If Foothill were a night sky, Dana Eaton, Foothill’s long-time campus supervisor, would be the North Star. Since the establishment of Foothill in 2000, and up until his retirement in Dec. 2017, Eaton has been brightening students’ days with his charisma, humor and presence on campus.
On Thursday, Feb. 22, students, teachers and alumni gathered to honor Eaton and his legacy at Foothill. Students and teachers alike have many stories about Eaton and his impact on campus.
Travis Dabbous ‘18 recalled walking up to the crosswalk in front of the campus every morning and how “[Dana] would always be standing there and I would always say ‘morning Dana’ and he would whip me with his lanyard and that’s starting the day off right, with a good laugh.”
These moments with Eaton “can change your mood for the entire day,” Dabbous said. “He had a charisma that you wanted to be around, and I think that is something that I will always remember from him, and that other students will too,” he concluded.
When on campus, Eaton was well-known for making students laugh. Spanish teacher and alumnus, Josiah Guzik ‘07, recollected on how Eaton would say “hi” to students by “walking through the hall and kind of like, jokingly whipping kids with his lanyard all the time.”
From a teacher’s perspective, Guzik said, “I understand how important it is to have people that circulate the campus and connect with students. It was probably a big reason—at least subconsciously—as to why I do that a lot during lunch and break and like to sit and talk with students because it was a big part of my high school career.”
Principal Joe Bova mentioned how “messing around on campus and goofing around with kids,” are some of his favorite memories with Eaton. “We pranked some kids one time: we brought them in and made them think that they were getting expelled or something,” he said.
Eaton’s jokes lifted the spirits of students all across Foothill. “If you couldn’t laugh because you were depressed, or because you have a bad home life, or because you have no friends, Dana was pretty much the guy who could make anybody laugh,” alumnus Zach Casto ‘17 said.
As a 16-year-old going through a tough time with the baseball team and “a combination of things,” Castro was in a dark place. “Out of everybody, Dana was the one who could pick out the one kid in the crowd who is really in a bad place,” Castro said.
Castro explained that “[Dana] helped me ultimately decide what to do about [my problems].”
“He pushed me in the right direction and he was there for me when I was enduring something that was really tough,” he said.
When talking about Eaton’s impact on Foothill, Alumna Morgan Castro ‘15 says that “[Dana] never wanted anybody to feel alone or like there wasn’t anybody who wasn’t there for them or couldn’t protect them. But he definitely brought a unique level of comfort to this campus.”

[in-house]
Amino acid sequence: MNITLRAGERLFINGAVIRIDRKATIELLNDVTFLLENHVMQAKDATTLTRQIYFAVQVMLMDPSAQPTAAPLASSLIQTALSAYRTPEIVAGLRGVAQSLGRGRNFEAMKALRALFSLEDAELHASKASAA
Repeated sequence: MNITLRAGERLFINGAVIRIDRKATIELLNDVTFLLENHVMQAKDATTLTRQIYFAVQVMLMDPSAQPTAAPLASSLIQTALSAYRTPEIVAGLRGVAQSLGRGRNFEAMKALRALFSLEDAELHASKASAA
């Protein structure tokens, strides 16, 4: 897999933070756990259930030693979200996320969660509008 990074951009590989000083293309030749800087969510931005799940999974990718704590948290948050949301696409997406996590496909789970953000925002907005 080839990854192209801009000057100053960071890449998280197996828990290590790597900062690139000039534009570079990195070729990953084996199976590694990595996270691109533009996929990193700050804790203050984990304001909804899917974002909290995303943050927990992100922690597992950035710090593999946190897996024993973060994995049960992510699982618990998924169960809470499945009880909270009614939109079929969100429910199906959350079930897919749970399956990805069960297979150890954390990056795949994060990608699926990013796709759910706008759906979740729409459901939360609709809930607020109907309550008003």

“He was always the rock, that is for sure,” Morgan Castro said.
For alumna Sobeida Curiel ’12, coming to Foothill was “very hard […] because we were a minority compared to everybody else.”
“We felt like we always had to work hard to be seen. Dana never saw us for our ethnicity or race. He saw us for just doing things,” Curiel said. Dana made Curiel’s transition to Foothill “very easy.”
“I always loved coming to school because I looked forward to seeing Dana and hanging out with him,” Curiel expressed.
Teacher Melanie “Captain” Lindsey mentioned that her and Eaton “have always been super, super close. I have always had a big brother on campus from day one. We just had fun together, we love each other, we protect each other.” Eaton even baptized her daughter at the beach when she was 6 months old.
Not only does Eaton have the ability to baptize people, but he can also officiate weddings and sing. “[Dana] sang the national anthem at graduation one year because we didn’t have a senior that was capable of doing it,” Lindsey said.
At graduation, Lindsey explained, Eaton would also read the names of students because he knew the kids.
“I mean, what other school does the campus supervisor read the names at graduation? It just doesn’t happen,” Lindsey said.
“He was ‘D-dog’ and came out on his motorcycle,” Bova said.
What made Eaton so special on campus was that “he is out there all the time, outside with them. He has the time to connect with students and really get to know them on an intimate level,” Bova said. On many accounts, his enthusiasm for his job has helped students through tough times.
Alumnus Dwight Beaver ‘08 mentioned how “Dana did a lot for everybody.”
“He was everybody’s dad, big brother, uncle,” he said. “He filled the position that anybody needed him to be.”
In Bova’s opinion, people like Eaton make campuses safe because he makes “students feel safe.”
“They will go to him and tell him stuff that they wouldn’t go and tell somebody else because they trust him. And they also feel safe because they know that he is looking out for them,” Bova said.
Eaton’s legacy will not only linger on the Foothill campus through the new school motto—“The choice is yours”—but also through the many stories that students will hold tight to for the rest of their lives.
Reporting credit: Jill Vallance assisted in the reporting of this article.